Global weapons sales highest since end of Cold War
India is still the world’s largest arms buyer, accounting for 13 percent of global imports between 2012 and 2016 against 9.7 percent the previous five years. The country bought most of its arms from Russia.
“While China is increasingly able to substitute arms imports with indigenous products, India remains dependent on weapons technology from many willing suppliers, including Russia, the USA, European states, Israel and South Korea,” said Siemon Wezeman, Senior Researcher with the SIPRI’s arms and military expenditure program.
Saudi Arabia, which leads a military intervention in Yemen, became the second biggest buyer of arms, followed by the United Arab Emirates, China, and Algeria, the study said.
The kingdom’s arms imports soared 212 percent compared to the previous five years, accounting for 8.2 percent of global weapons imports. Riyadh bought weapons mostly from the US and the UK, the report said.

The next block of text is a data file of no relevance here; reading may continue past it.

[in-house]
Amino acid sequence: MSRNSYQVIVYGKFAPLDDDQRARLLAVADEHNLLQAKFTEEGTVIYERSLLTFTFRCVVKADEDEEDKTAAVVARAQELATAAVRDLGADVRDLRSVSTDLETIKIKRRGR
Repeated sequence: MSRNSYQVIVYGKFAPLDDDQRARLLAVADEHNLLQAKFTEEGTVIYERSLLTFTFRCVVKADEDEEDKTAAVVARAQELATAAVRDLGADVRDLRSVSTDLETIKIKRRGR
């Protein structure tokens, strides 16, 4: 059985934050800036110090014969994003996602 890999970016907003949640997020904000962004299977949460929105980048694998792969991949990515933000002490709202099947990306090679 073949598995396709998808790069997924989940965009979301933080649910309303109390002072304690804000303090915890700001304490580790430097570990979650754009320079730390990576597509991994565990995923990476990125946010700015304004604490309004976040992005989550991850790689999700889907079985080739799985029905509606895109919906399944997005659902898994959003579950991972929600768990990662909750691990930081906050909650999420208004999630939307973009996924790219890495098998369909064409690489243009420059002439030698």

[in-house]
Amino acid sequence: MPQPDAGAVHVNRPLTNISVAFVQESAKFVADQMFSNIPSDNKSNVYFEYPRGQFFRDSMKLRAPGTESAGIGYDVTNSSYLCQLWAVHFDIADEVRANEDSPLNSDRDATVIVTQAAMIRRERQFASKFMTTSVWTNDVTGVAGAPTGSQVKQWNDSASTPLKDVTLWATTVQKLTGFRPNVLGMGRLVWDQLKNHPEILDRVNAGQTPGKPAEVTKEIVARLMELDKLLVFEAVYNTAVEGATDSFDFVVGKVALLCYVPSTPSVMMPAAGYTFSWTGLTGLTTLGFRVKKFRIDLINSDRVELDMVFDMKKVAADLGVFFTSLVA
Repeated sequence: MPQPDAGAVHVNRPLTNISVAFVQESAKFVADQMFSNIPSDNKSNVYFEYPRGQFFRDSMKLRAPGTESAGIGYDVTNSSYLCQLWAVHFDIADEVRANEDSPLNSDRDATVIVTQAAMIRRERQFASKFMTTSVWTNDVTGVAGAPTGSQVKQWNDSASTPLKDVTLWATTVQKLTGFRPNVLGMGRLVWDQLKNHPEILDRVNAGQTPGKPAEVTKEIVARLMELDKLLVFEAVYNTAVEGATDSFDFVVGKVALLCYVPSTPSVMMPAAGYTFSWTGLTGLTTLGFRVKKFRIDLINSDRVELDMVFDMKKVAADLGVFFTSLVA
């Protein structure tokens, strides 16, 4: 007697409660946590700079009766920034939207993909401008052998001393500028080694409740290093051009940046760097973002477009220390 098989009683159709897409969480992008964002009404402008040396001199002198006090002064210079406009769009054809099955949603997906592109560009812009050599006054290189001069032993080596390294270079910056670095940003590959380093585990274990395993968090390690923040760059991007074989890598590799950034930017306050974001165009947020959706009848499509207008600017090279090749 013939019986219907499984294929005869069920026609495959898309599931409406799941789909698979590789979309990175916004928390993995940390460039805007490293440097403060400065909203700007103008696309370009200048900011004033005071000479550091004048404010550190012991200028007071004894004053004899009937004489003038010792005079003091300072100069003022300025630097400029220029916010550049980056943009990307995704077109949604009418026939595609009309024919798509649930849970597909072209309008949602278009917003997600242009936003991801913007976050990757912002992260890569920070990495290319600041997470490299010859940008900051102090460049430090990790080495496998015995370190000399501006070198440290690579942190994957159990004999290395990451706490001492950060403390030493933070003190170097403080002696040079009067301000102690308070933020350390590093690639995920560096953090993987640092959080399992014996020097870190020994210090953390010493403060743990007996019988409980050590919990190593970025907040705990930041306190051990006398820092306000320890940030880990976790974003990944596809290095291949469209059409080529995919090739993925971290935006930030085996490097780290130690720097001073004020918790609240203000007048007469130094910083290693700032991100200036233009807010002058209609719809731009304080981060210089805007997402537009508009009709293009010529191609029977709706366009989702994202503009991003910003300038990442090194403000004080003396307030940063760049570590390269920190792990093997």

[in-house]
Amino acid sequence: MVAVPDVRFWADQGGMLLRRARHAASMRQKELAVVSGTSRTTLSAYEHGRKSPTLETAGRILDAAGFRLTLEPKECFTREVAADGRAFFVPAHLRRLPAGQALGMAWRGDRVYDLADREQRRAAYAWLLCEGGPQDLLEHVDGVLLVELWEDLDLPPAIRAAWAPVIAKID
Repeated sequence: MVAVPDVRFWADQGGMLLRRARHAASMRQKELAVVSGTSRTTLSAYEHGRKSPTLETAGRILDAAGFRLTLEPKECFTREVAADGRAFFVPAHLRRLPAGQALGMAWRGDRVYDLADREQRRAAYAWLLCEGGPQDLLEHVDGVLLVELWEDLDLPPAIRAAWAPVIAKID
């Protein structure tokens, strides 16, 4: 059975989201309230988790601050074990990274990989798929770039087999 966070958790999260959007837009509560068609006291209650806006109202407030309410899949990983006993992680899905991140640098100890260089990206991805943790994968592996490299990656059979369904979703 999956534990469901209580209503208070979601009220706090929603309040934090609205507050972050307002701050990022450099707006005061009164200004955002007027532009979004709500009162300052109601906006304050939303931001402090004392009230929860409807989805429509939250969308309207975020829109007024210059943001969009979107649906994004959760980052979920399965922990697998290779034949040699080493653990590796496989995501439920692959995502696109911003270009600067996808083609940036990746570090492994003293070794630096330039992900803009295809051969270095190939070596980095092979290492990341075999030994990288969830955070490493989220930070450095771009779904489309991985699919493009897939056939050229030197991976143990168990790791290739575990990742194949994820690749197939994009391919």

Share of global arms imports,2011-15 (%)— Alper Üçok (@AlperUcok) February 25, 2016
US: 2.9 pic.twitter.com/1JflRHk82G
All in all, arms imports by countries in the Middle East increased 86 percent in the five years through 2016 with Qatar increasing purchases by 245 percent. However, Iran, being under an arms embargo, received only 1.2 percent of total arms sales to the region.
The US remained the world's biggest arms exporter, accounting for 33 percent of all weapons sold in the five years through 2016, the study found. Russia is the second largest supplier, while China took third place.
“The US has delivered a lot of weapons in 2016, both very expensive weapons and strategically important weapons - missile systems, surveillance and navigation technology. The weight of the US in the global arms trade is so big that it's enough to shape the trend,” said Aude Fleurant, the director of SIPRI's arms and military expenditure program.
US and Russia together supplied more than half of all exports. China, France, and Germany were also among the top five exporters.